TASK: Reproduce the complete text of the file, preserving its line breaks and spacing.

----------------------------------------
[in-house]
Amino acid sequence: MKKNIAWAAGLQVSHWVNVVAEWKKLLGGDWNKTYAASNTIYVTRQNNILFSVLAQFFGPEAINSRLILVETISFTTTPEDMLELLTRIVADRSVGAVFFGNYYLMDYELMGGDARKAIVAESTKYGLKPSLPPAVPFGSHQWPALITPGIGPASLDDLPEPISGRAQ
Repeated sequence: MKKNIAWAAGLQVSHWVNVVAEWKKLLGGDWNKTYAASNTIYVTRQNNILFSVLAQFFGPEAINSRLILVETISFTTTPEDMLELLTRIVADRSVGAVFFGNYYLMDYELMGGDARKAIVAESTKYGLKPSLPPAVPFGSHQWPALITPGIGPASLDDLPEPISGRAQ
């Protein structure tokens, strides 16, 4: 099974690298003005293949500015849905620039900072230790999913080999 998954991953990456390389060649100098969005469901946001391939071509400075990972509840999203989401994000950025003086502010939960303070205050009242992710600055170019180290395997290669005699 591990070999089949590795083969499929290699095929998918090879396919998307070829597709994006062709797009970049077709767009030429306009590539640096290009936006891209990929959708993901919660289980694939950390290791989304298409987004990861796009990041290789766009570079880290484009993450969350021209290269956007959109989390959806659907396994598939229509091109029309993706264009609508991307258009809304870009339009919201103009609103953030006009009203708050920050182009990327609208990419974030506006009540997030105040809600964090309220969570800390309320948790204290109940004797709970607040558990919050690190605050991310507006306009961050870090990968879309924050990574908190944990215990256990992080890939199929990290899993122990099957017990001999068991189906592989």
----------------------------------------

[in-house]
Amino acid sequence: MKKNIAWAAGLQVSHWVNVVAEWKKLLGGDWNKTYAASNTIYVTRQNNILFSVLAQFFGPEAINSRLILVETISFTTTPEDMLELLTRIVADRSVGAVFFGNYYLMDYELMGGDARKAIVAESTKYGLKPSLPPAVPFGSHQWPALITPGIGPASLDDLPEPISGRAQ
Repeated sequence: MKKNIAWAAGLQVSHWVNVVAEWKKLLGGDWNKTYAASNTIYVTRQNNILFSVLAQFFGPEAINSRLILVETISFTTTPEDMLELLTRIVADRSVGAVFFGNYYLMDYELMGGDARKAIVAESTKYGLKPSLPPAVPFGSHQWPALITPGIGPASLDDLPEPISGRAQ
């Protein structure tokens, strides 16, 4: 099974690298003005293949500015849905620039900072230790999913080999 998954991953990456390389060649100098969005469901946001391939071509400075990972509840999203989401994000950025003086502010939960303070205050009242992710600055170019180290395997290669005699 591990070999089949590795083969499929290699095929998918090879396919998307070829597709994006062709797009970049077709767009030429306009590539640096290009936006891209990929959708993901919660289980694939950390290791989304298409987004990861796009990041290789766009570079880290484009993450969350021209290269956007959109989390959806659907396994598939229509091109029309993706264009609508991307258009809304870009339009919201103009609103953030006009009203708050920050182009990327609208990419974030506006009540997030105040809600964090309220969570800390309320948790204290109940004797709970607040558990919050690190605050991310507006306009961050870090990968879309924050990574908190944990215990256990992080890939199929990290899993122990099957017990001999068991189906592989």